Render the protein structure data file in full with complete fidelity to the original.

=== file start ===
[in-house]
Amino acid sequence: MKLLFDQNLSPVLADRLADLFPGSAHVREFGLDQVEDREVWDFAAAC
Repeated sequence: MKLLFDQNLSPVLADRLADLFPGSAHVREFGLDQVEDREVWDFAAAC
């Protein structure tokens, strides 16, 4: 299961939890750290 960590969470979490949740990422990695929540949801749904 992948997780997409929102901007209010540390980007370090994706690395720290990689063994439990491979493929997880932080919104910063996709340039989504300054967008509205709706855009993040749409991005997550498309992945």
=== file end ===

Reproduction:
[in-house]
Amino acid sequence: MKLLFDQNLSPVLADRLADLFPGSAHVREFGLDQVEDREVWDFAAAC
Repeated sequence: MKLLFDQNLSPVLADRLADLFPGSAHVREFGLDQVEDREVWDFAAAC
């Protein structure tokens, strides 16, 4: 299961939890750290 960590969470979490949740990422990695929540949801749904 992948997780997409929102901007209010540390980007370090994706690395720290990689063994439990491979493929997880932080919104910063996709340039989504300054967008509205709706855009993040749409991005997550498309992945």